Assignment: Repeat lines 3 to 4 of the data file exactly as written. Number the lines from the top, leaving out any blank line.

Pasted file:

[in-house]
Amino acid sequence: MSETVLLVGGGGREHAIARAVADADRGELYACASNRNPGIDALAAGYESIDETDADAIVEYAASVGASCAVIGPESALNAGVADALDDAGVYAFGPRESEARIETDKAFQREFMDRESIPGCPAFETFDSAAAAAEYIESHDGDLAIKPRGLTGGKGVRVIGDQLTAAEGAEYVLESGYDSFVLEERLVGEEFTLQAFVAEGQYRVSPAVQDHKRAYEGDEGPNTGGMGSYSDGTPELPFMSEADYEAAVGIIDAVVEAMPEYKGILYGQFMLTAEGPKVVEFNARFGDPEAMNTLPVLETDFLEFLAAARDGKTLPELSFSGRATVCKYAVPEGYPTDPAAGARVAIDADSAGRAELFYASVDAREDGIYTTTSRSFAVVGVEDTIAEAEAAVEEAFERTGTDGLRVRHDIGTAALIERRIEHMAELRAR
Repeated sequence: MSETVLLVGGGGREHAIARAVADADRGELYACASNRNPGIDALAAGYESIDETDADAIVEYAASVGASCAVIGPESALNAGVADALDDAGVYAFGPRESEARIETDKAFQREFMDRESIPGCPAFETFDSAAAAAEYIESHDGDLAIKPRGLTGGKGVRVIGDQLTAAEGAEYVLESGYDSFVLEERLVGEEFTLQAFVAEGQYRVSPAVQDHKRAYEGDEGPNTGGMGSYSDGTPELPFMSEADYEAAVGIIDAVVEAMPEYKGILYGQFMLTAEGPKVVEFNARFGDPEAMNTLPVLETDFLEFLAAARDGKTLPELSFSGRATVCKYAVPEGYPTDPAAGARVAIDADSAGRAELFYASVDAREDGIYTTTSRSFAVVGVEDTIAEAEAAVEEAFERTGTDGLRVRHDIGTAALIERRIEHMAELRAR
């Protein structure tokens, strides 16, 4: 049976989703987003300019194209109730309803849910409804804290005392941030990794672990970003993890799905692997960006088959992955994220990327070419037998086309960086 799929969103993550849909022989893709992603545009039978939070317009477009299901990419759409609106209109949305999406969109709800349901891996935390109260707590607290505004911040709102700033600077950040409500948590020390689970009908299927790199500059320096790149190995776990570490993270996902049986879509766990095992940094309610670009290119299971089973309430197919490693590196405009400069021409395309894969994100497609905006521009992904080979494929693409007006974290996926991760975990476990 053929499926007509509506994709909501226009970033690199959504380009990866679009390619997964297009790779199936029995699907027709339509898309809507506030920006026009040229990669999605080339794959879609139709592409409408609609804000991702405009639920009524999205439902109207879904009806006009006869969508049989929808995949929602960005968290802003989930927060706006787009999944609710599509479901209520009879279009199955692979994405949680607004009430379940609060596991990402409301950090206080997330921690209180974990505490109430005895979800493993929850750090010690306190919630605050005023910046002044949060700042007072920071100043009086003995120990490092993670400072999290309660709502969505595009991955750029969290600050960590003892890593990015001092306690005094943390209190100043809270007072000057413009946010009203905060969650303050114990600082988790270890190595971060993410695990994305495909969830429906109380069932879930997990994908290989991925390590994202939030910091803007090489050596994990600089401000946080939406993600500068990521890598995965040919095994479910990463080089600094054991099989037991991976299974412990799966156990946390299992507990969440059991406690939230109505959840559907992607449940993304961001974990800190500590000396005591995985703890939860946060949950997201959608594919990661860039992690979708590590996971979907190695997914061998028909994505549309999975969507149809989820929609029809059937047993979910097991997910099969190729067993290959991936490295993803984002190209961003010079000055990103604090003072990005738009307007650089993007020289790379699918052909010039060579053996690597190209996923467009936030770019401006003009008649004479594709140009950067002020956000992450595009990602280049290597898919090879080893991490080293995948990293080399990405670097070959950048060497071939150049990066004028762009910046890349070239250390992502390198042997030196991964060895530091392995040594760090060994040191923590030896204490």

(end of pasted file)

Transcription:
Repeated sequence: MSETVLLVGGGGREHAIARAVADADRGELYACASNRNPGIDALAAGYESIDETDADAIVEYAASVGASCAVIGPESALNAGVADALDDAGVYAFGPRESEARIETDKAFQREFMDRESIPGCPAFETFDSAAAAAEYIESHDGDLAIKPRGLTGGKGVRVIGDQLTAAEGAEYVLESGYDSFVLEERLVGEEFTLQAFVAEGQYRVSPAVQDHKRAYEGDEGPNTGGMGSYSDGTPELPFMSEADYEAAVGIIDAVVEAMPEYKGILYGQFMLTAEGPKVVEFNARFGDPEAMNTLPVLETDFLEFLAAARDGKTLPELSFSGRATVCKYAVPEGYPTDPAAGARVAIDADSAGRAELFYASVDAREDGIYTTTSRSFAVVGVEDTIAEAEAAVEEAFERTGTDGLRVRHDIGTAALIERRIEHMAELRAR
């Protein structure tokens, strides 16, 4: 049976989703987003300019194209109730309803849910409804804290005392941030990794672990970003993890799905692997960006088959992955994220990327070419037998086309960086 799929969103993550849909022989893709992603545009039978939070317009477009299901990419759409609106209109949305999406969109709800349901891996935390109260707590607290505004911040709102700033600077950040409500948590020390689970009908299927790199500059320096790149190995776990570490993270996902049986879509766990095992940094309610670009290119299971089973309430197919490693590196405009400069021409395309894969994100497609905006521009992904080979494929693409007006974290996926991760975990476990 053929499926007509509506994709909501226009970033690199959504380009990866679009390619997964297009790779199936029995699907027709339509898309809507506030920006026009040229990669999605080339794959879609139709592409409408609609804000991702405009639920009524999205439902109207879904009806006009006869969508049989929808995949929602960005968290802003989930927060706006787009999944609710599509479901209520009879279009199955692979994405949680607004009430379940609060596991990402409301950090206080997330921690209180974990505490109430005895979800493993929850750090010690306190919630605050005023910046002044949060700042007072920071100043009086003995120990490092993670400072999290309660709502969505595009991955750029969290600050960590003892890593990015001092306690005094943390209190100043809270007072000057413009946010009203905060969650303050114990600082988790270890190595971060993410695990994305495909969830429906109380069932879930997990994908290989991925390590994202939030910091803007090489050596994990600089401000946080939406993600500068990521890598995965040919095994479910990463080089600094054991099989037991991976299974412990799966156990946390299992507990969440059991406690939230109505959840559907992607449940993304961001974990800190500590000396005591995985703890939860946060949950997201959608594919990661860039992690979708590590996971979907190695997914061998028909994505549309999975969507149809989820929609029809059937047993979910097991997910099969190729067993290959991936490295993803984002190209961003010079000055990103604090003072990005738009307007650089993007020289790379699918052909010039060579053996690597190209996923467009936030770019401006003009008649004479594709140009950067002020956000992450595009990602280049290597898919090879080893991490080293995948990293080399990405670097070959950048060497071939150049990066004028762009910046890349070239250390992502390198042997030196991964060895530091392995040594760090060994040191923590030896204490």